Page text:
Crude oil prices slip on rising coronavirus cases in China

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Crude oil prices slip on rising coronavirus cases in China

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 Crude oil prices slip on rising coronavirus cases in China
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Highlights

  • Crude oil prices dropped in early Asian trade on Thursday.
  • The oil traders across the globe are focusing on more stimulus coming from China, keeping aside the fears of Beijing lockdown.
  • The U.S. Energy Information Administration (EIA) stated crude stocks rose by just 692,000 barrels last week.

Crude oil prices dropped in early Asian trade on Thursday after rising modestly on Wednesday due to ongoing concerns about tight worldwide supply, underscored by another drawdown in U.S. distillate and gasoline inventories.

The significant drop in crude oil prices has been witnessed as rising concerns of coronavirus cases in China, the biggest importer of crude oil in the world, weighted on future markets.

The prices rose earlier on Tuesday too when China's central bank said that it will step up cautious monetary policy to support the economy which would eventually boost oil demand.

The market weighed China's plans to support its economy against a possible coronavirus lockdown in its capital Beijing.

The country’s central bank said that it will step up cautious monetary policy to support the economy which would eventually boost oil demand.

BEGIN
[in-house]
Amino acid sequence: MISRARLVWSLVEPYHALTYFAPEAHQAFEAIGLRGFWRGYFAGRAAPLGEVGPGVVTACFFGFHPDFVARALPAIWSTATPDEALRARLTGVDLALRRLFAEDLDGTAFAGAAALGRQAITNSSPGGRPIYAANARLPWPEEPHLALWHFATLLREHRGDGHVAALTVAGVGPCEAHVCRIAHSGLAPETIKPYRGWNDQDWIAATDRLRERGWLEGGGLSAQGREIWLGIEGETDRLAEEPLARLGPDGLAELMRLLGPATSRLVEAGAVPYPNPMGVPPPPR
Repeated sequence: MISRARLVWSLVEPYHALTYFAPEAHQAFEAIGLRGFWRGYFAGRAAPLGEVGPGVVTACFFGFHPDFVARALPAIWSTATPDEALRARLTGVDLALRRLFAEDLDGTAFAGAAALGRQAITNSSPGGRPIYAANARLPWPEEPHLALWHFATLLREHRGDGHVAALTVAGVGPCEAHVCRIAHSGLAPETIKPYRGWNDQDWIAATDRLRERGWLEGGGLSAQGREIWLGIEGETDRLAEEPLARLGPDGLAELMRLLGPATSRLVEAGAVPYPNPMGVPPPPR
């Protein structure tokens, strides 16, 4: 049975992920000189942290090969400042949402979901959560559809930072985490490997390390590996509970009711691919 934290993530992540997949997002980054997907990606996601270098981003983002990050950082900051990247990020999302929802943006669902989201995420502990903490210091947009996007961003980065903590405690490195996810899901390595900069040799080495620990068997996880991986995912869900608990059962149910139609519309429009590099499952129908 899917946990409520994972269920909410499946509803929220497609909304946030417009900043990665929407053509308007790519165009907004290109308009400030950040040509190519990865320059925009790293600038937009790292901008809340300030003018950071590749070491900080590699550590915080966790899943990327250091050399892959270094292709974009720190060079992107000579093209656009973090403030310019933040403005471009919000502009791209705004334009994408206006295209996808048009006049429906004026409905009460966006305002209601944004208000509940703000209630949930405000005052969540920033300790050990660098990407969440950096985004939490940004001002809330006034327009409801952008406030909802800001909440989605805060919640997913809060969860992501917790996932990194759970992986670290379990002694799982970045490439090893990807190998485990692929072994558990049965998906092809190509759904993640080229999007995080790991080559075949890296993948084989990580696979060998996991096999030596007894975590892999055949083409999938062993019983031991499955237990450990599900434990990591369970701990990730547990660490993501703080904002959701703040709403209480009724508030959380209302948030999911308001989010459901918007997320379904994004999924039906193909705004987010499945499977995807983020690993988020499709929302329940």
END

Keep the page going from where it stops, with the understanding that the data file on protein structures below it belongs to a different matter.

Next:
The oil traders across the globe are focusing on more stimulus coming from China, keeping aside the fears of Beijing lockdown.

Also Read: Crude oil surges to 14-year highs on delays in Iranian talks

On Wednesday, Brent Crude oil settled at US$105.32/bbl, up 33 cents, and WTI crude oil settled at US$102.02/bbl, up 32 cents%.

Crude oil financial chart

Source: Refinitiv Eikon

On Thursday, July delivery Brent Crude oil futures further rose and last traded at US$103.95 per barrel down 0.95%, while June delivery WTI crude oil futures exchanged hands at US$101.12 per barrel, down 0.88% at 12:09 PM AEST.

Rising COVID-19 cases in China

As per the state broadcaster CCTV reported on Thursday, Beijing reported 48 new symptomatic and 2 new asymptomatic COVID-19 cases on 27 April.

A day earlier, the city recorded 31 symptomatic cases and three asymptomatic ones, as it began a mass testing program aimed at containing a new outbreak.

Hangzhou city of China is also expected to conduct a mass COVID testing drive from April 28, state media reported on Wednesday.

Additionally, the U.S. Energy Information Administration (EIA) stated crude stocks rose by just 692,000 barrels last week, while distillate inventories fell to their lowest since May 2008.

Moreover, Russia-based Gazprom warned Poland’s PGNiG to halt gas supplies along the Yamal pipeline from Wednesday morning. The country is demanding payment in Rubles from Poland which is likely to result in a halt in gas supplies.

Energy markets across the globe are dealing with massive disruptions to supply following Russia's invasion of Ukraine and subsequent sanctions slapped on Moscow by the United States and its allies.

Also Read: Crude oil slides from multi-year highs as Iran talks rev up

Bottom Line

Crude oil prices tumbled on Thursday after gaining modestly on Wednesday. The rising concerns of coronavirus cases in China weighted on future markets.

Here’s how commodities performed in the last week click here

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